I want to talk about something that happened last week during this year’s NHL playoffs. Now, I always love it when I get to combine hockey and HR law into one story. So, as you can see in the headline here, ESPN anchor Josh Anderson is describing a goal scored by the Las Vegas Golden Knights, by Zack Whitecloud, who’s an Indigenous player.
And what he said was, “what kind of a name is Whitecloud? Great name if you’re a toilet paper.” Obviously this is completely inappropriate, completely offensive. Not surprisingly there was a an immediate backlash, but what I like about this story is that we didn’t see the cancel culture emerge as we so often do.
Anderson wasn’t immediately fired. He wasn’t immediately taken off the air. From what we read in the media, he spoke with Whitecloud, he apologized publicly, and I give Whitecloud a lot of credit for his approach to this, and I look at this quote in particular, where Whitecloud says, “I think it was an attempt at humor that came out as being obviously insensitive.”
And he goes on to say “people make mistakes. And this is a scenario where not just John, but everyone can learn from and move forward in a positive direction.” In other words, use this as a learning experience, not as an opportunity to cancel someone else and essentially end their career. So hopefully Anderson’s apology was genuine. Hopefully he is not going to say anything similar in the future. And if that is true, I’m glad he was not canceled or fired.
Now, I often talk about just cause for dismissal. I’ve written a book on the subject right here. It’s called You’re Fired, just Cause for Dismissal in Canada. Hopefully that didn’t come out back backwards, but I think it might have.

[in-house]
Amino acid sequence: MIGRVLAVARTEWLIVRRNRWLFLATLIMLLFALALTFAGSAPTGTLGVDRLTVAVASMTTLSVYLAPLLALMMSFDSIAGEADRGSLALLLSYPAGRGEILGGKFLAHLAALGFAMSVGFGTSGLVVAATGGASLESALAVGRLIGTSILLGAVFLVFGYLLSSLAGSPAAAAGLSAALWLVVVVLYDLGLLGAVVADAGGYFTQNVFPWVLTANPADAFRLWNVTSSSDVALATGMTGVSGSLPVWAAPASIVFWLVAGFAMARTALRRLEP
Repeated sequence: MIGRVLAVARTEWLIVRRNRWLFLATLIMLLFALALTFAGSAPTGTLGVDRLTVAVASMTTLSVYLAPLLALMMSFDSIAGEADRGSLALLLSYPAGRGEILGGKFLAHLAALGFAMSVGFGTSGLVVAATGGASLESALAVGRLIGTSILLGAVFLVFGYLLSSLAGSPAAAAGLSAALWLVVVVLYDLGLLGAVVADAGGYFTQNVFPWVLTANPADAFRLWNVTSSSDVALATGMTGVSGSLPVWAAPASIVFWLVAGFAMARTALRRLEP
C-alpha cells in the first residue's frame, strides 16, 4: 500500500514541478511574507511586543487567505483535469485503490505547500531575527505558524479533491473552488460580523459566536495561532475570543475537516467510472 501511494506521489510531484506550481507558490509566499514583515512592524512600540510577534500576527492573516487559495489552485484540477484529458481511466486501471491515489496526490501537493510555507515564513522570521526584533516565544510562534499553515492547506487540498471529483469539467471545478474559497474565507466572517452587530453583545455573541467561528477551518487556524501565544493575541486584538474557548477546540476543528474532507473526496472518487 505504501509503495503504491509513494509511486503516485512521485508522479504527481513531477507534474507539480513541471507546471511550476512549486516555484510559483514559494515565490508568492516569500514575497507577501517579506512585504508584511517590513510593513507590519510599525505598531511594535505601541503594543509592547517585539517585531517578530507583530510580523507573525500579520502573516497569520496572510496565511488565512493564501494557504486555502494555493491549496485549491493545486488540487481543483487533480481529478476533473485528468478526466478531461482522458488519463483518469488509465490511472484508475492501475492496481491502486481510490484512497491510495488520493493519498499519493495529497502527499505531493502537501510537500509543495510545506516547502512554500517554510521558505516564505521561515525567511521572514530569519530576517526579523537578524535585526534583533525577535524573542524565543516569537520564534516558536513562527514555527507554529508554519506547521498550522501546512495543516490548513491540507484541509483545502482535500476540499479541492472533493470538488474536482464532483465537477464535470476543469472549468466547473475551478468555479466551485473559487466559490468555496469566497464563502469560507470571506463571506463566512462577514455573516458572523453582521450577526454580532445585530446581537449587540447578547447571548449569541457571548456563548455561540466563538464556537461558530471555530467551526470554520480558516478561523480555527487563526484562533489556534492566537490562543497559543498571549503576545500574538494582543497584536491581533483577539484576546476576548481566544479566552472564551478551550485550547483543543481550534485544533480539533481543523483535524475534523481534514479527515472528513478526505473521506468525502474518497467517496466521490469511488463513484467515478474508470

Anyways, it’s called You’re Fired. It talks all about when somebody can be fired in Canada, which is very different than the US, and among other things in Canada, if you’re fired without cause, you can be entitled to substantial severance up to two years. I know it’s different in the United States, so in Canada it’s going make a huge difference if you’re fired with cause or without cause.
And as I always say, one of the important things to understand when you’re assessing whether you can fire somebody for cause is you don’t just look at what they did in isolation. You look at a whole bunch of factors, including how they responded when they’re confronted with the allegations. If they’re apologetic, if they provide a reasonable assurance that it’s not going to happen again, if they haven’t done similar things in the past, then in most cases they’re going to be given another chance. That said, if they are unapologetic, if they lie about it, if they refuse to accept any, any responsibility, then summary dismissal is more likely to be appropriate. The ultimate question is whether the employment relationship has been irreparably harmed, or whether it can be salvaged. And cancel culture doesn’t always align with employment law, at least in Canada.
That’s all for today.